World stocks rise on rate cut bets, yen flounders at 38-year lows

SINGAPORE/LONDON (July 3): Shares around the world rose on Wednesday as comments from Federal Reserve chair Jerome Powell reinforced expectations that US rate cuts were not far off, and also made a brief halt to recent rises in Treasury yields and the dollar.

MSCI’s world share index gained 0.2% to a new record high, with Europe’s broad STOXX 600 index 0.4% higher in early trading

Earlier in the day, Asian shares rose, with Japan’s Nikkei up 1.4%, chasing its record high touched in March, after Wall Street’s main indexes closed higher on Tuesday.

Shaping the broader economic and market picture were Powell’s Tuesday remarks that the US is back on a “disinflationary path”, although he cautioned that policymakers need more data before they can consider cutting interest rates.

Powell’s comments sent US Treasury yields lower, with the yield on the 10-year note steady at 4.44% on Wednesday, moving further from Monday’s one month high of 4.493%.

“There was a bit of change of tone from Powell,” said Michael Metcalfe, State Street Global Markets’ head of macro strategy.

“Most recent inflation prints have been encouraging. The idea that inflation is not as sticky as anticipated and you could get some policy support is encouraging.”

Traders are currently pricing in a 69% chance of the Fed cutting rates in September and as many as two rate cuts this year.

That is a far cry from the more than 150 basis points of easing expected at the start of the year, but a step up from a few months ago when investors saw no Fed cuts at all this year as plausible, if not their base case.

Investors were also weighing data showing a tight US labour market and will switch their focus to Friday’s non-farm payrolls data, with US markets shut on Thursday and closing early on Wednesday.

There is less on the calendar in Europe on Wednesday, but the focus is on Britain’s national election on Thursday, and the second round of voting in France’s parliamentary elections Sunday.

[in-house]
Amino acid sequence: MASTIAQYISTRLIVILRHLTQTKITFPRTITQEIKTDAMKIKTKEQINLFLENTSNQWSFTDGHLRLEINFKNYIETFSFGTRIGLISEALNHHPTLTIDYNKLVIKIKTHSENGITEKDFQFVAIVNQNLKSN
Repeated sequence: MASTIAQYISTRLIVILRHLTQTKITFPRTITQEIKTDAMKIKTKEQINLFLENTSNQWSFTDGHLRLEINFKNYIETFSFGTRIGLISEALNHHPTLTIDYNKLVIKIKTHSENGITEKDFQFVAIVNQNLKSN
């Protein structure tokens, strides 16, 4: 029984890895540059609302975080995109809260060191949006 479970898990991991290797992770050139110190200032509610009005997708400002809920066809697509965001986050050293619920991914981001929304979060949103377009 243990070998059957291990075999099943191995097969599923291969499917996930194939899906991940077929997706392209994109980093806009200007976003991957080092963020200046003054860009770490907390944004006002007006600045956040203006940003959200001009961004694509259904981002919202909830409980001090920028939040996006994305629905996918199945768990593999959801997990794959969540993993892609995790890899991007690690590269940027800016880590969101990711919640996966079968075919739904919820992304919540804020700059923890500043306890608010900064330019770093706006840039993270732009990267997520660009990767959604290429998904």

Markets have been largely unconcerned by Britain’s election — polls point to a win by the opposition Labour party — though French politics has caused sharp swings in recent weeks.

There was data from China, however, showing the country’s services activity expanded at the slowest pace in eight months and confidence hit a four-year low in June, dragged by slower growth in new orders.

Onshore Chinese blue chips were an outlier among rising indexes in Europe and Asia, slipping 0.24%, and China’s yuan eased to a seven-month low against the dollar.

Yen vigil

The pause in Treasury yields’ climb halted gains in the dollar, at least in the short term. The euro was last up 0.16% at US$1.0763, and the pound up 0.1% at US$1.2699.

Even the yen was slightly calmer, though the dollar still climbed to a new 38-year high of ¥161.94. The yen has dropped more than 12% against the dollar this year, hurt by the wide gap between interest rates in the US and Japan.

Traders have been on the lookout for signs of Japanese authorities intervening in the currency market to prop up the frail yen, with some analysts suggesting that the line in the sand might be further away than current levels.

“We suspect interest on the pair has subsided as intervention threat looms around the 164-165 level,” said Alex Loo, macro strategist at TD Securities in Singapore.

In commodities, oil prices rose as US industry data boosted hopes of solid fuel demand during the summer driving season in the top oil consuming nation.

Brent crude oil futures up 0.3% at US$86.52 a barrel, while US West Texas Intermediate crude futures 0.22% higher at US$82.99 per barrel.

Spot gold was up 0.6% at US$2,343.7 an ounce.

Uploaded by Magessan Varatharaja

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